I've mostly gone back to using my phone for calls and text messages. I do sometimes still browse the internet on it, but I fire up the laptop more often for that these days. The larger screen is kinder to my eyes as well. Public transport is usually a respite for me so I try to turn off the rest of the world while on the road, internet included. Silence is a rare commodity in modern civilization, with an exponentially increasing value.
I remember in high school, I got my first mobile flip phone for emergency use. Most other kids with some form of remote communication had beepers. Again, for emergencies, and the school payphones were in high demand.
Communication is a lot cheaper now, but that has come with the cheapening of conversations. There's a noticeable lack of warmth in the smiles I see every day. More people greet each other by bumping into them while looking down on their phone. I don't think we've faced a period in time where people are so connected and yet be so alone. The immediacy of feedback rarely carries the weight of longing and so most conversations, even across continents, feel trivial.
While it's naive to think that having more phone booths will prevent people from accessing their personal supercomputers as long as they have them in their pockets, I think there's still a need for a dedicated, permanent access point for communication.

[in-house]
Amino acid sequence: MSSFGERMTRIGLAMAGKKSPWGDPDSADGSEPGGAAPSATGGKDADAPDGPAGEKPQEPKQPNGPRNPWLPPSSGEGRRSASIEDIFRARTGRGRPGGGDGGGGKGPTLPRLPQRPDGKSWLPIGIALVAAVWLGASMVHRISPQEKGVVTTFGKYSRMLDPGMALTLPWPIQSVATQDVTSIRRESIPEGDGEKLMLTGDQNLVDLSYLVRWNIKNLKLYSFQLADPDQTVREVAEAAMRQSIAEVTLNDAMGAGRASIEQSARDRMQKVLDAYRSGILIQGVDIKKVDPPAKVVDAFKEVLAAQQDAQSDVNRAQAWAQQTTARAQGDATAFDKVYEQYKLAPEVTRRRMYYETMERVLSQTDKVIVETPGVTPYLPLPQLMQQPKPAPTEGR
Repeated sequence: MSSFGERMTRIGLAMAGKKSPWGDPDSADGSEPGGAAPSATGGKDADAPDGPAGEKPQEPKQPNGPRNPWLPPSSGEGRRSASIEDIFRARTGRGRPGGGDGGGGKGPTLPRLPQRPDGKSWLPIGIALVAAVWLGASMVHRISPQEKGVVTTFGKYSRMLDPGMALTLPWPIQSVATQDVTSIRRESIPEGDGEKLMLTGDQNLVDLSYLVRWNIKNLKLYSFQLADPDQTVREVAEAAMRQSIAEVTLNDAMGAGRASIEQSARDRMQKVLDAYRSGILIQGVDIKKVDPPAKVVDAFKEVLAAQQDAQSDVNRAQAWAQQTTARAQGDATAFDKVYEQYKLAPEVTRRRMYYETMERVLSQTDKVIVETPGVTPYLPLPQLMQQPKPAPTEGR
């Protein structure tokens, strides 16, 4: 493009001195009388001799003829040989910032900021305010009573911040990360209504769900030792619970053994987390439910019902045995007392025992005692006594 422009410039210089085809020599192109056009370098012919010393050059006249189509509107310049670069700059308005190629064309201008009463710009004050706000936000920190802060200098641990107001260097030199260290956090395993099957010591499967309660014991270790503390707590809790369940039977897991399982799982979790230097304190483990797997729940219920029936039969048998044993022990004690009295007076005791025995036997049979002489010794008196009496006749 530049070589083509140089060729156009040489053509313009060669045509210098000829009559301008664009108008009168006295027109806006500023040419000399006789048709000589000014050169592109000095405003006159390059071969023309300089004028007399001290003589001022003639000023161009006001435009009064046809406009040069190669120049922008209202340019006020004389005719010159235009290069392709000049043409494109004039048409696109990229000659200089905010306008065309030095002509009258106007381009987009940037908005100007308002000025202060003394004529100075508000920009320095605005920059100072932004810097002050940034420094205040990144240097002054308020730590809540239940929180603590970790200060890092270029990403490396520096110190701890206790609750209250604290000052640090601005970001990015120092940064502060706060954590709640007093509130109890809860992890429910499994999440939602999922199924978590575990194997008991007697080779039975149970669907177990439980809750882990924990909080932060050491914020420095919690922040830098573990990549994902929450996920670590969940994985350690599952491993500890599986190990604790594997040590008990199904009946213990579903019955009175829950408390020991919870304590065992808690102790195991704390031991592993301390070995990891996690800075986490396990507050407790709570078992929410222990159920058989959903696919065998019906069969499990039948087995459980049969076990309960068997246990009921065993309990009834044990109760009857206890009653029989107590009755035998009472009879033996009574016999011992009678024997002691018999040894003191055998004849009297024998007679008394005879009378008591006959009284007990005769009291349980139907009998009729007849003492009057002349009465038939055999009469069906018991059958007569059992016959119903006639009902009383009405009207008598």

Phone batteries die all the time. Connection can still be spotty. Privacy is harder on a device that stays with you and sometimes, you really do need to use a screen at least the size of a tablet. Not carrying any sort of complex electronics that can track you might also come into fashion at some point in the future.
When I think of "booths", I usually envision the classic, red phone booths in the UK and the colonies.
But let's be more practical here. These are going to be expensive to recreate and, in an age of lax moral discretion, far more likely to be vandalized. An alternative is to create a monolithic pillar with few protrusions and a simple screen for interaction. While it can serve primarily as a contact point, it can double as a browsing screen with a bigger view. In that regard, it would make more sense to call these "nodes" instead.